COAG is asked to discuss the significance of recent experience with sudden natural disasters, and to decide on priorities for stepped-up FAO action to prepare for and prevent food and agricultural emergencies arising from storm-related natural disasters.

7. The Place of Agriculture in Sustainable Development: The Way Forward on SARD

FAO played a pivotal role in catalysing the strategic thinking that led in 1992 to UNCED's intergovernmental agreements on goals related to Sustainable Agriculture and Rural Development (SARD) and on Integrated Land Management that underpins SARD. These two themes are elaborated in Chapters 14 and 10, respectively of Agenda 21, for which FAO is the UN Task Manager.

The UN General Assembly recently emphasised the importance of continued active and collaborative involvement of all relevant bodies of the UN system in the implementation of Agenda 21. It called for a 10-year review of progress achieved in the implementation of the outcome of UNCED-1992 to culminate at the World Summit on Sustainable Development (Rio+10) to be held in 2002 in South Africa. It seems appropriate that COAG, as FAO's main technical body on agriculture, review the progress made on sustainable agriculture and land use and assist to give guidance in FAO's contribution to preparations for the Rio+10 Summit in 2002.

The paper to be presented at COAG's 16th Session highlights the issues and action programmes identified by the diverse stakeholders participating in the Commission on Sustainable Development (CSD) process in SARD review. The focus of the paper is on defining and presenting a clear framework for FAO in preparing for CSD-10 and the Rio+10. It also asks COAG for guidance on FAO's future role and activities as Task Manager in promoting and monitoring progress with special emphasis on ensuring enhanced partnerships and alliances among all stakeholders through a holistic approach. And finally, COAG is asked to take stock of its own possible future role as a forum for guiding the effective implementation of SARD goals.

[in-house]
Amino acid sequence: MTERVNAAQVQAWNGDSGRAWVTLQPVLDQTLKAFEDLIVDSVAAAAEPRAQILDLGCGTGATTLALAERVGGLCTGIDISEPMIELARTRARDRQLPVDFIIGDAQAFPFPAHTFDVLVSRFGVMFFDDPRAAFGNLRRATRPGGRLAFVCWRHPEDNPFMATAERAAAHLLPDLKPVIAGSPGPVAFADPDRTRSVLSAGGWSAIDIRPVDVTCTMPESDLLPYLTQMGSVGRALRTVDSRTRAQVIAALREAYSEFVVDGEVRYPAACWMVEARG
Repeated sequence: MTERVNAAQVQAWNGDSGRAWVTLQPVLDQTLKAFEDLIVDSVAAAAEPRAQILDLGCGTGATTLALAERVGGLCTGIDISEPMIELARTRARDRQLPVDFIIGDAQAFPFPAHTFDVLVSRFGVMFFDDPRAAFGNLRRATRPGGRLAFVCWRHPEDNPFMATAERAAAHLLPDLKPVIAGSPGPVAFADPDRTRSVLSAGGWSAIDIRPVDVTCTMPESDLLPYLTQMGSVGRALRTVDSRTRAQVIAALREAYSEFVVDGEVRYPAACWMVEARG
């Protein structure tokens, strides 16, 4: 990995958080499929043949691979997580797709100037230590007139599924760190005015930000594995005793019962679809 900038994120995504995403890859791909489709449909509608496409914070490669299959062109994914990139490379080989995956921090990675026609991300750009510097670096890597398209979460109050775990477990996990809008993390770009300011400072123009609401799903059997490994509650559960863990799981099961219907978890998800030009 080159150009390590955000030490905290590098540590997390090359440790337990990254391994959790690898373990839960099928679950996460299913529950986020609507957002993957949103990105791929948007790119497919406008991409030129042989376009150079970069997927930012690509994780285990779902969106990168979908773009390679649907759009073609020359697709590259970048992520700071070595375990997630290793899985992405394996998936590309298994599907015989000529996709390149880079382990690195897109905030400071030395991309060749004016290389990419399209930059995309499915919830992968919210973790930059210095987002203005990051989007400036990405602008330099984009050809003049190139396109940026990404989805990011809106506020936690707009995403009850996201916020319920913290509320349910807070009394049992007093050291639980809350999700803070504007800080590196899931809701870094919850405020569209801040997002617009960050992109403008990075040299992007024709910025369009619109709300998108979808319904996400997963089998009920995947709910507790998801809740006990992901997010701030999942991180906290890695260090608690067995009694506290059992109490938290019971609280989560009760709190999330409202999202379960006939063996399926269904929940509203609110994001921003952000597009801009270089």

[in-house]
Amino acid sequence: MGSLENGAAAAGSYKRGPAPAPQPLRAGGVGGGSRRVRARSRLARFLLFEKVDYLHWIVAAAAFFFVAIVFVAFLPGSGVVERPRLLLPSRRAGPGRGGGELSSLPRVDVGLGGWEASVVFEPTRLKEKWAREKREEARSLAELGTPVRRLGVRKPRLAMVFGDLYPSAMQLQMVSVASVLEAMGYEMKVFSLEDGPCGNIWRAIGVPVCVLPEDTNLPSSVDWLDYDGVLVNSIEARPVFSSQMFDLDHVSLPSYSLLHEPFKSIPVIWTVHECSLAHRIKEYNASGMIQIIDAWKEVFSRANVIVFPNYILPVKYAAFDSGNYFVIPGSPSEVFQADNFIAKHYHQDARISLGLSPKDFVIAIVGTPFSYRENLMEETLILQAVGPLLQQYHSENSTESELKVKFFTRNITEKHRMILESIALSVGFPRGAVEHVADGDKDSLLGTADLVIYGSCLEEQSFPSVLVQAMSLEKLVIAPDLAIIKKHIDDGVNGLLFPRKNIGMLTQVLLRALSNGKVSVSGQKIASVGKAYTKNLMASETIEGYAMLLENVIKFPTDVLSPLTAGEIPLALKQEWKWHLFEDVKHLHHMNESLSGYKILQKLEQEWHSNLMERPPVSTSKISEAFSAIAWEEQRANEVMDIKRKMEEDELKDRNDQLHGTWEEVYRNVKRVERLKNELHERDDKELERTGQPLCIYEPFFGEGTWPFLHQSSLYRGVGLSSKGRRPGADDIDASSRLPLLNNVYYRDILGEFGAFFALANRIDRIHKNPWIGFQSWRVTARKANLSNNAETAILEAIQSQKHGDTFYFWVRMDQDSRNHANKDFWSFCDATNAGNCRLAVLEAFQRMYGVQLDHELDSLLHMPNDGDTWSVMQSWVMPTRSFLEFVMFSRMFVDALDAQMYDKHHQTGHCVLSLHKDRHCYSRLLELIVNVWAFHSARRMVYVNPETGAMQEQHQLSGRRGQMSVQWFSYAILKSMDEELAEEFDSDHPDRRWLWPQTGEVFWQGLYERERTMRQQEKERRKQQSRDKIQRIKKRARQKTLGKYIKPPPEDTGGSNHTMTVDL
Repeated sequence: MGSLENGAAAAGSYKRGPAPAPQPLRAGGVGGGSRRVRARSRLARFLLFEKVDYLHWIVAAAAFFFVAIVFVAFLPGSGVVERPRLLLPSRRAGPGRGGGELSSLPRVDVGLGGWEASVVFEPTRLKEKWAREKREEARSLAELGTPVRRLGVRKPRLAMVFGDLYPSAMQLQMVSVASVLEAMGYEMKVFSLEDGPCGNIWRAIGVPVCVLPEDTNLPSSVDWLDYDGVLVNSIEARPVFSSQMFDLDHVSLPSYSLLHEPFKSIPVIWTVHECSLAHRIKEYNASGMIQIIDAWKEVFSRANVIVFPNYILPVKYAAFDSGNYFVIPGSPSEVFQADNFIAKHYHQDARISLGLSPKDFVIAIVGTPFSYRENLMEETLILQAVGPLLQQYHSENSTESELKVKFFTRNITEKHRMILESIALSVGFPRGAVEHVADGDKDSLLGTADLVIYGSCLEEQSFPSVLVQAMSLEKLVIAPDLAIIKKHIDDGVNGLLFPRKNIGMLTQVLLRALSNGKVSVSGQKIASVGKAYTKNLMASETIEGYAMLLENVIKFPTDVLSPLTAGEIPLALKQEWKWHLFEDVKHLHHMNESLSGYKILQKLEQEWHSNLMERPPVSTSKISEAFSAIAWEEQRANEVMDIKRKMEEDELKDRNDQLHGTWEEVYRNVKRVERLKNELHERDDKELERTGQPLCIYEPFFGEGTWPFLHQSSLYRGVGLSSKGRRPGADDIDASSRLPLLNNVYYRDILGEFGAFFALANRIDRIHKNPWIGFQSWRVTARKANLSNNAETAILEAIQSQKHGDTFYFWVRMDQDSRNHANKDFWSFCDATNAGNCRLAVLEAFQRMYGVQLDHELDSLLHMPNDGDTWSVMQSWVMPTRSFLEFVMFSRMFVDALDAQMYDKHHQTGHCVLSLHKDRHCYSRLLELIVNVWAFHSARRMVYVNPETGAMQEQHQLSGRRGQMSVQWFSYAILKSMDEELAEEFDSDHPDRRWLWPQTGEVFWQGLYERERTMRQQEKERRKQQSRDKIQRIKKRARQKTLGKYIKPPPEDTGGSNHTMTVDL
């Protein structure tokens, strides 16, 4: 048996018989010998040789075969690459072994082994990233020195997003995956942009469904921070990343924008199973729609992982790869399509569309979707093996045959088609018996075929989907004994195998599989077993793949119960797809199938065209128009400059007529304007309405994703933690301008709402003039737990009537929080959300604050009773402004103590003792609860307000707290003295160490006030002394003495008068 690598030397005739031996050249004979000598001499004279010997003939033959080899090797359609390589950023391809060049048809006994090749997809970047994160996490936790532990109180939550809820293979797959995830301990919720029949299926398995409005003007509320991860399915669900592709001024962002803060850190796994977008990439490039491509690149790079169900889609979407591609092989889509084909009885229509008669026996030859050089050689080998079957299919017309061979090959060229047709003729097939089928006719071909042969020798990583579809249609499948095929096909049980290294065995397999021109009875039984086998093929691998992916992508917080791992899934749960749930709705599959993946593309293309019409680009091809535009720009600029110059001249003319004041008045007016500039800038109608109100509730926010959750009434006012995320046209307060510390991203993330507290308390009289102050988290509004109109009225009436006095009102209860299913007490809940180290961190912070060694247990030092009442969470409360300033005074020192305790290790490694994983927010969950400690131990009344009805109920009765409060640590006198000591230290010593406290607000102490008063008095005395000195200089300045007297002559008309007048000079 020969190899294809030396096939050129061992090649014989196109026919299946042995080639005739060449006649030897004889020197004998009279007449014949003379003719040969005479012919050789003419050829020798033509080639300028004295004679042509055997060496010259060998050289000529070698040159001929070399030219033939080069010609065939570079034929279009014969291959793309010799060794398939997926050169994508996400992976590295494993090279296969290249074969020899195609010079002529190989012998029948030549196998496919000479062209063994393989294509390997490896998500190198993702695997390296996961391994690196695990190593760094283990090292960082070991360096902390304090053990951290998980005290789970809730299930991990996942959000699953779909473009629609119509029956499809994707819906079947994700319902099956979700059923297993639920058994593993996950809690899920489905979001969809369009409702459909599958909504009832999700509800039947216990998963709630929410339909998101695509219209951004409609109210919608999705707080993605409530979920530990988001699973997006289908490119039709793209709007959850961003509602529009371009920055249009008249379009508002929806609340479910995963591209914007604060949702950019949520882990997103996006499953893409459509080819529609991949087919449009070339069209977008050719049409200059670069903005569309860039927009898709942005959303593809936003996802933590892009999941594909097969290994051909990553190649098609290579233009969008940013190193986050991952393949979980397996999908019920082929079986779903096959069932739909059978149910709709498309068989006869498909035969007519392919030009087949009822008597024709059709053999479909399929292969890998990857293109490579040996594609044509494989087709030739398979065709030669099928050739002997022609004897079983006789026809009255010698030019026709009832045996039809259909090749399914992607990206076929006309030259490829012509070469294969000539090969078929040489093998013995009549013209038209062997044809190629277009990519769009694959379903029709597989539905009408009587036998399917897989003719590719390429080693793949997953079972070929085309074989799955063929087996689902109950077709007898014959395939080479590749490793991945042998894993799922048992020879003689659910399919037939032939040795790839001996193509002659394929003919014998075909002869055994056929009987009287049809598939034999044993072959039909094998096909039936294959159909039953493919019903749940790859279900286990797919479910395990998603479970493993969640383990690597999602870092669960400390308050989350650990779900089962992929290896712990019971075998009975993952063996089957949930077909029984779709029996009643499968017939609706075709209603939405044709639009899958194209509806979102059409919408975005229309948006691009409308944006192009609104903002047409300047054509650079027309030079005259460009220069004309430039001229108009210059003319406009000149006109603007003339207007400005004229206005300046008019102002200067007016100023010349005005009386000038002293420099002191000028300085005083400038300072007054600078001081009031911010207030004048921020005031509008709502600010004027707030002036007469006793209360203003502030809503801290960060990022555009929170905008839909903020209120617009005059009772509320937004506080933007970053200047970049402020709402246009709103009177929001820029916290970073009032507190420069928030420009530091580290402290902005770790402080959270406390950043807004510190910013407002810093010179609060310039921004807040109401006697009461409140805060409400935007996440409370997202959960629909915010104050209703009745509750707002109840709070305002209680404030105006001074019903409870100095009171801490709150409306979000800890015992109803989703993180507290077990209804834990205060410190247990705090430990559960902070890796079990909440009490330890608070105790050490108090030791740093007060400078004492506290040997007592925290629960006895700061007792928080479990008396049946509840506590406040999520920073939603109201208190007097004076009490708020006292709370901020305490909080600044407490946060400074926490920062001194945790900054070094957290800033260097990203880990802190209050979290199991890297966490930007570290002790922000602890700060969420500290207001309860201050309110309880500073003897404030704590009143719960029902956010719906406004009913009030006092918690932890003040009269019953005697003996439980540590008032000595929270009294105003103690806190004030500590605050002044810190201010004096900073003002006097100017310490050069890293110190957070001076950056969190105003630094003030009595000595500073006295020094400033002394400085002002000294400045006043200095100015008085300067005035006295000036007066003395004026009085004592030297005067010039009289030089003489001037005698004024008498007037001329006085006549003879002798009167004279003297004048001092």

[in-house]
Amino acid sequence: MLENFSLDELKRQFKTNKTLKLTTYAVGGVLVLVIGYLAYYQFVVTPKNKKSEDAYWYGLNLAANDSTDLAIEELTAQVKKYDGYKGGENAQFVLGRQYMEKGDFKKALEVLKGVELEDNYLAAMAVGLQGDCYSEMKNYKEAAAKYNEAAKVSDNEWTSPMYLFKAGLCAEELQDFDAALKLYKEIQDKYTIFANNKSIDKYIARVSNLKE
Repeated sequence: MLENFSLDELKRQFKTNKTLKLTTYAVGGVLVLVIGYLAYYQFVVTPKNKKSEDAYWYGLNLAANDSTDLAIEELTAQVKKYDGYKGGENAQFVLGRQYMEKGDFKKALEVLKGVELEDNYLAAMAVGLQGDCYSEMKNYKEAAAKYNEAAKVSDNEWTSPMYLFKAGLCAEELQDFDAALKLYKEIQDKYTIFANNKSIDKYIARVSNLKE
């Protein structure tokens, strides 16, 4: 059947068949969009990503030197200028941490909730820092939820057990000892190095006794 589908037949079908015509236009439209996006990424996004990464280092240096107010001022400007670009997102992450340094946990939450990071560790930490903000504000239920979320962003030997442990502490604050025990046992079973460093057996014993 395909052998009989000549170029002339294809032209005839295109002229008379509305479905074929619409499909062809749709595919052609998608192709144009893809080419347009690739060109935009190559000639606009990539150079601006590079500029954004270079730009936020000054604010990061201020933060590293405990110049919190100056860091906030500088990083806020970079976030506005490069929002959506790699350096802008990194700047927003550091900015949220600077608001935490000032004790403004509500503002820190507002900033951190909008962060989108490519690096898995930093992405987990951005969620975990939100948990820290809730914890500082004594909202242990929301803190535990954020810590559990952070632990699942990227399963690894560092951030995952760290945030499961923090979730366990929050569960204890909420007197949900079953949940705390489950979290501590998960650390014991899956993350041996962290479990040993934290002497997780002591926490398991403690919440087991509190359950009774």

As non-governmental observers are being assisted by FAO to contribute input to Rio+10 as part of FAO's Task Manager role, it is hoped COAG will encourage observers to debate with Member Nations on this item dealing with SARD and Land Management. Their expanded involvement is in line with the Director General's recent statements on FAO policy and strategy for cooperation with civil society.

8. Biosecurity for Food and Agriculture

The paper describes biosecurity as a key requirement for achieving the goals set out in the FAO Strategic Framework. Biosecurity has direct relevance to food safety, the conservation of the environment (including biodiversity), and sustainability of agriculture. Biosecurity encompasses all policy and regulatory frameworks (including instruments and activities) to manage risks associated with food and agriculture (including relevant environmental risks), including fisheries and forestry. Biosecurity is composed of food safety, as well as plant and animal life and health. It also includes issues like the introduction and release of Genetically Modified Organisms (GMOs) and invasive alien species.

Biosecurity is of growing interest in particular in relation to globalisation of the world economy, the rapid increase in communications, transport and trade, technological progress, and increased awareness of biological diversity and environmental issues. Members require relevant international frameworks and standards to support appropriate national action and national regulatory frameworks for biosecurity. Recent international and national developments include the integration of, and cooperation across, sectors.

FAO's activities in biosecurity include food safety (Codex), plant life and health (IPPC), animal life and health (including fish), GMOs, issues on invasive alien species and safeguarding genetic resources.

The paper considers the inter-relationships between food safety, and animal and plant life and health in the context of cooperation and coordination at both the international and national levels.

The paper provides:


9. Other Business

10. Date and Place of Next Session


11. Adoption of the Report


1 Yet to be ratified.